Nick Hanauer is a Seattle venture capitalist worth $1bn, and he’s been pissing off other one per-centers for some time, even writing articles like this one to warn his “fellow plutocrats” that if the minimum wage doesn’t rise to $15 soon, there will be a revolution in the States.
The super-rich banker also appeared on TED earlier this year to tell the world that rich people don’t create jobs, consumers do. Somebody wasn’t happy with Hanauer’s ideas, and TED banned the speech, stating his common-sense and socially conscious logic was “too politically controversial” for the site.
Hanauer’s only crime was to explain how the market works, pointing out that companies don’t actually like to employ people. Only consumer demand can force corporations to take on more staff, and clearly consumer demand is dependent on whether we have money in our pockets to spend. Hanaeur advocates the Middle-Out school of economics, rather than the dis-proven Top-Down myth we are used to. His argument is refreshingly simple.
Despite TED banning his speech, Hanauer isn’t deterred. Just this month he wrote another article, calling for Americans to contact the White House in support of his plan to save the middle classes. “The twisted irony is, when you work more hours for less pay, you hurt not only yourself, you hurt the real economy by depressing wages, increasing unemployment and reducing demand and innovation,” writes Hanaeur, although his motives are not entirely selfish: “Ironically, when you earn less, and unemployment is high, it even hurts capitalists like me.”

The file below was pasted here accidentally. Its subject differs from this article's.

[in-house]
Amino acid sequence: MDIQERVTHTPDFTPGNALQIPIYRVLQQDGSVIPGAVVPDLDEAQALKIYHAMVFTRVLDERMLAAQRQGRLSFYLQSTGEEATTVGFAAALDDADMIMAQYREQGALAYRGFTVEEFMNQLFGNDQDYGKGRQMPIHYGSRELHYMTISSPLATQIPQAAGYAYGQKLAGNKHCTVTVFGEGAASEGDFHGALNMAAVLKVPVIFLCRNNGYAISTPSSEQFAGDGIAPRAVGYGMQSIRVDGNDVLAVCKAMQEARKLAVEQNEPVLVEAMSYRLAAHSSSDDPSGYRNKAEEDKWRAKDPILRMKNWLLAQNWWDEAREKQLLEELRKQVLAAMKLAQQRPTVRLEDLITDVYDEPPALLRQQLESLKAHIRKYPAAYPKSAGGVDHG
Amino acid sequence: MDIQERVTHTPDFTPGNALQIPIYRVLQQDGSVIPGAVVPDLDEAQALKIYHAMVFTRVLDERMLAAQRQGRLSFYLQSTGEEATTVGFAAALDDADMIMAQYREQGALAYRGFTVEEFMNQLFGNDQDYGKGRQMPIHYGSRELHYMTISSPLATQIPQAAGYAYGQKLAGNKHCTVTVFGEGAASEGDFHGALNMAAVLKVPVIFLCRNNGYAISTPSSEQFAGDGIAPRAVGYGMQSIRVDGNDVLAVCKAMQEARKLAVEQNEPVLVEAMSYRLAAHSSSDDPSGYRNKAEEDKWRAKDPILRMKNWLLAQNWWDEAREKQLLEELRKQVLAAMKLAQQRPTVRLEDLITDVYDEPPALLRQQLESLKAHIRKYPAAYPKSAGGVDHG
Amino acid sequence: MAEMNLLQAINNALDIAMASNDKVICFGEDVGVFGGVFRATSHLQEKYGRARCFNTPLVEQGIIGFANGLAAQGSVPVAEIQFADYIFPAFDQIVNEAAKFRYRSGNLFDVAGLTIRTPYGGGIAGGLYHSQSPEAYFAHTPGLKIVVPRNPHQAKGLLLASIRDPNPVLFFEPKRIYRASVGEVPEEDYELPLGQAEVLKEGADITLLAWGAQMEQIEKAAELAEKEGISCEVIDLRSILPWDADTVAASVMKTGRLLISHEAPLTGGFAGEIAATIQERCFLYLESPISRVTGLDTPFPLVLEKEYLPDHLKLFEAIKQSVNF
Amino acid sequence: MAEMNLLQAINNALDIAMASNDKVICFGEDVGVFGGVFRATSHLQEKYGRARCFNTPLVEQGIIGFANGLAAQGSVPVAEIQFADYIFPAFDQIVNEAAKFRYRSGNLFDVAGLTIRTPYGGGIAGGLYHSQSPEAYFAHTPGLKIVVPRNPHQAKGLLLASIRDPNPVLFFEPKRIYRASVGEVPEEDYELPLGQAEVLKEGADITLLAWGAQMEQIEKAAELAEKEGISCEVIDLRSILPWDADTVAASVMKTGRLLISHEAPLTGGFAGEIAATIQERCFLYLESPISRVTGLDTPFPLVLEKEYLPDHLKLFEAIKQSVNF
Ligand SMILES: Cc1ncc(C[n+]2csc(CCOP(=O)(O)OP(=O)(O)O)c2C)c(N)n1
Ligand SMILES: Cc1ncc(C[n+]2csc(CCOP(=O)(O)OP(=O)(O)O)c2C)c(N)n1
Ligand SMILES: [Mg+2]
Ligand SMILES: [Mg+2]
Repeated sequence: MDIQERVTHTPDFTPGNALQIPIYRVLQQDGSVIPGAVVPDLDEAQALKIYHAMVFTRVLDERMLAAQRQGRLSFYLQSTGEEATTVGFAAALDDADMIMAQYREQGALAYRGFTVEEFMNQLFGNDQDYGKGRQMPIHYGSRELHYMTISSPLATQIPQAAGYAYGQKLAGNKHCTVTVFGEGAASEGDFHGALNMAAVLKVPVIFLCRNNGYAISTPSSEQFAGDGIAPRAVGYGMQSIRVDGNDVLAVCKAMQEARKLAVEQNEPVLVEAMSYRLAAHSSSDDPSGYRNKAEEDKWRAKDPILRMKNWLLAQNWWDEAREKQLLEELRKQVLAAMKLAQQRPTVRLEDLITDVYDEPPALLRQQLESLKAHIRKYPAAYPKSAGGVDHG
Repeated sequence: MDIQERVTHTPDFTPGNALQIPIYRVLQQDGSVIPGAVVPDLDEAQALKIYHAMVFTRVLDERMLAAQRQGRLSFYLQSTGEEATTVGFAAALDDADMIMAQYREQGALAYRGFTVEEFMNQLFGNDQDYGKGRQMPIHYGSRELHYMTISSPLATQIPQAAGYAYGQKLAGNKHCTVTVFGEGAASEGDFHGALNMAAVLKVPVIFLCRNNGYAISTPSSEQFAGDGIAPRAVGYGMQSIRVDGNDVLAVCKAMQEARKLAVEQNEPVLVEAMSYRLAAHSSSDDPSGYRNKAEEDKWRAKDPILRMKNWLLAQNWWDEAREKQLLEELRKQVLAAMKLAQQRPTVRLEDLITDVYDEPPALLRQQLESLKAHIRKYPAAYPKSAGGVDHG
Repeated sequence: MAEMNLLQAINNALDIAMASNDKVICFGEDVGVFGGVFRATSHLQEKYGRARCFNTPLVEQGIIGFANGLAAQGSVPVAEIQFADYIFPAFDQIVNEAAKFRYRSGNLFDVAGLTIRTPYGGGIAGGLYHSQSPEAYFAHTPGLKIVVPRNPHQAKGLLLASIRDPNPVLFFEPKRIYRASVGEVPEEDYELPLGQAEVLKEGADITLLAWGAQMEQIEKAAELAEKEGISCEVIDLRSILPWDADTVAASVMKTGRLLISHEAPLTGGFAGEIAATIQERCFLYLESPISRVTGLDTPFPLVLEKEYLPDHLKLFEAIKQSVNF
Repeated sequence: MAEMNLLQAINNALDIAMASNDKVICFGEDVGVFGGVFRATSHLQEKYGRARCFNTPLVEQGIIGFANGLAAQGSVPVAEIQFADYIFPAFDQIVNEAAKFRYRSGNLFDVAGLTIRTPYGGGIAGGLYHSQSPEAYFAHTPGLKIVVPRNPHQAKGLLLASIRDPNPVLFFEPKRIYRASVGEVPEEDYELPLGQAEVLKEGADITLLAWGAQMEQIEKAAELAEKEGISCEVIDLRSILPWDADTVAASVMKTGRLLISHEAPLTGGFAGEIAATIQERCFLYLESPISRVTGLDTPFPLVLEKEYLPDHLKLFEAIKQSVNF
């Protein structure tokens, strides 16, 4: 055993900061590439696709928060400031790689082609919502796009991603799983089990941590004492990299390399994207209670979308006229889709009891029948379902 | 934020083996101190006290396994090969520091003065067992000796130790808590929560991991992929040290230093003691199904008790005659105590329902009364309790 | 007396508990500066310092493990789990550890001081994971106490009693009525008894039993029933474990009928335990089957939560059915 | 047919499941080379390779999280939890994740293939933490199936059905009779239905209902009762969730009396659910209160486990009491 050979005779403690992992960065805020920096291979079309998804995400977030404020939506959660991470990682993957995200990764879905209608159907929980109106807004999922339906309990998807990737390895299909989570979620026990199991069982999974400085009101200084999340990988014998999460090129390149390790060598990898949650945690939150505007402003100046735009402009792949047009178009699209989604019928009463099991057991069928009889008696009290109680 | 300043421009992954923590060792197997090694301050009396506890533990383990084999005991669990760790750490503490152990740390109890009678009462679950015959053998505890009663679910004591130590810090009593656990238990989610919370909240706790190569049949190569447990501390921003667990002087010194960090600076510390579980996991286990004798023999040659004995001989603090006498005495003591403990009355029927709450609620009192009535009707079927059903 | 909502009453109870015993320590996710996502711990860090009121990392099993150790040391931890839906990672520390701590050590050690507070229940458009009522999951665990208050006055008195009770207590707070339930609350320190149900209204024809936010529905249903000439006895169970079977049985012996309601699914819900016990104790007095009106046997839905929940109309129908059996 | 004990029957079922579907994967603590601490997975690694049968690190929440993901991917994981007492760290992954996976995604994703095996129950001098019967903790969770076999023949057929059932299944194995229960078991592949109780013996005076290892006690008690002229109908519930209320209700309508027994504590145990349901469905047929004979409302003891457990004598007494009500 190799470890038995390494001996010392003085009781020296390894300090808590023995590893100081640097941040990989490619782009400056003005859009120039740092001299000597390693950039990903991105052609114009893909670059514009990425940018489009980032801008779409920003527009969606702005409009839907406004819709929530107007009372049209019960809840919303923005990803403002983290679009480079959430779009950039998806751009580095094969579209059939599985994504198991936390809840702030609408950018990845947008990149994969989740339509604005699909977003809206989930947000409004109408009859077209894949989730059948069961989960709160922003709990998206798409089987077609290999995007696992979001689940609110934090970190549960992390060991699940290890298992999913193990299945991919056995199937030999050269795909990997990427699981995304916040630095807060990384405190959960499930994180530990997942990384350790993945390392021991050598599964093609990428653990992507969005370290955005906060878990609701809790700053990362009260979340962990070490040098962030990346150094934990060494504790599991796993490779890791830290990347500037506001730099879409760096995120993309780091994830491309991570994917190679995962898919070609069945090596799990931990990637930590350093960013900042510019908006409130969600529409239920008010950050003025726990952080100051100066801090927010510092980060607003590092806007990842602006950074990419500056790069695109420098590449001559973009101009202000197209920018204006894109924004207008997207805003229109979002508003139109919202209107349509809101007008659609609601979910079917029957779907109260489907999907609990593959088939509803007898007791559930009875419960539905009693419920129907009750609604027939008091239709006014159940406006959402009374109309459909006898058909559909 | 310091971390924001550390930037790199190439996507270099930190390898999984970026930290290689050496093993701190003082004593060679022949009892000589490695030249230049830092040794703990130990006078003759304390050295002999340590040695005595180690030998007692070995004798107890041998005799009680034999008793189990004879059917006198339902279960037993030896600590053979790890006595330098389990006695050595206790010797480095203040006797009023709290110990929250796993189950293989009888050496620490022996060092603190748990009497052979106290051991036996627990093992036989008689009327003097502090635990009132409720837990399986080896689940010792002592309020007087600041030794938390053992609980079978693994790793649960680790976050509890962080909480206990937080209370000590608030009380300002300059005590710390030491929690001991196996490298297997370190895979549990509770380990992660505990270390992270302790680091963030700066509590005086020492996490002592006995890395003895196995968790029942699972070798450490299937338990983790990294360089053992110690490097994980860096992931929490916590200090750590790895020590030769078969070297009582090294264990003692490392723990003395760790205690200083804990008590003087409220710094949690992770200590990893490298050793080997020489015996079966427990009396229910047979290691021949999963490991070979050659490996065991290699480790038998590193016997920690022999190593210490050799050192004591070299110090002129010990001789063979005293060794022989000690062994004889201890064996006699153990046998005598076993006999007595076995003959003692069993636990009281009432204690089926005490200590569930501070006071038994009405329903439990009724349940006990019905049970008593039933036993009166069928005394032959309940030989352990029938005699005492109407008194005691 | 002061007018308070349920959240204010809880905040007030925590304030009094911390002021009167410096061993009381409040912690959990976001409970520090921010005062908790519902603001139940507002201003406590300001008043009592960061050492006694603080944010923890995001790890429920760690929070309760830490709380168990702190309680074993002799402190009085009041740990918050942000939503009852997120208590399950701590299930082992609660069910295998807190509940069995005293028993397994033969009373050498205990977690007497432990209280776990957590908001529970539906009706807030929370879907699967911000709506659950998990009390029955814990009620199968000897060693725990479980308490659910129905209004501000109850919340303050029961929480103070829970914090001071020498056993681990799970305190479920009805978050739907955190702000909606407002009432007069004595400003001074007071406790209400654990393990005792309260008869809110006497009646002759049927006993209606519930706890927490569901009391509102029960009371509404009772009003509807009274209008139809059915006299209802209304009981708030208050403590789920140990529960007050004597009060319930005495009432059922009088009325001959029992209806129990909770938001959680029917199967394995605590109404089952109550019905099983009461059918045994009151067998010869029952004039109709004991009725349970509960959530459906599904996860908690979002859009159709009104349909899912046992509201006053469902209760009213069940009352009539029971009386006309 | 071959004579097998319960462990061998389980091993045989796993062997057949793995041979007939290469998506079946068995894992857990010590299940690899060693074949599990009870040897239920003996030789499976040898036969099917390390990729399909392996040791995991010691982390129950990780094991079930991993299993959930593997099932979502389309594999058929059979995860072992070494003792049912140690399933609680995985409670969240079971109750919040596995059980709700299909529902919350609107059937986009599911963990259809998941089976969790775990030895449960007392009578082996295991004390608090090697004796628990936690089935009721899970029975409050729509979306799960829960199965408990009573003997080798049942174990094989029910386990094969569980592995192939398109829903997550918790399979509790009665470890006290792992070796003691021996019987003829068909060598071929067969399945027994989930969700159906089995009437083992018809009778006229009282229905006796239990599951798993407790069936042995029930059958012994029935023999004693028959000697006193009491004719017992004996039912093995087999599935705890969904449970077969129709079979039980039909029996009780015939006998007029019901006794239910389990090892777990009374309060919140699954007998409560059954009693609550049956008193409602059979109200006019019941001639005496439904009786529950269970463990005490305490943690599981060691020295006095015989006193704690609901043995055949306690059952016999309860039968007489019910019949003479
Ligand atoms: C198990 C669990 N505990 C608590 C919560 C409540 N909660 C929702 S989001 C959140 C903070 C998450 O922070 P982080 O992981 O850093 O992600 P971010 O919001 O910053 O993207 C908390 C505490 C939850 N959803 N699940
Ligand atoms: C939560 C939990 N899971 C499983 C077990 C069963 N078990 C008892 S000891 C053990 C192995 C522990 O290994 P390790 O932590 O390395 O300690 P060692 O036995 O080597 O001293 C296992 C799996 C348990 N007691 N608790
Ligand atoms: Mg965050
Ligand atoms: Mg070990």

He then calls on readers to join the battle against America’s new poverty problem with a kind of humor reserved only for the super-rich: “Contact the White House. Do it for yourself. Or, at the very least, have the courtesy to do it for me. Because honestly, I’m beginning to run out of customers. In the meanwhile, I’ve got to go buy back more shares ahead of the next earnings report.”
Note 11th December 2014: Some readers have commented that this talk was not banned and is available on TED. Actually, the speech was banned from TED’s website (although it was later made available on Youtube). However, the ban caused a lot of controversy and in the wake of Nick’s popular article in Politico, which we linked to above in the text, TED realized Hanauer had a lot of public support and allowed him to make a second speech (here) in August. TED explained their U-turn in an article, which you can read here.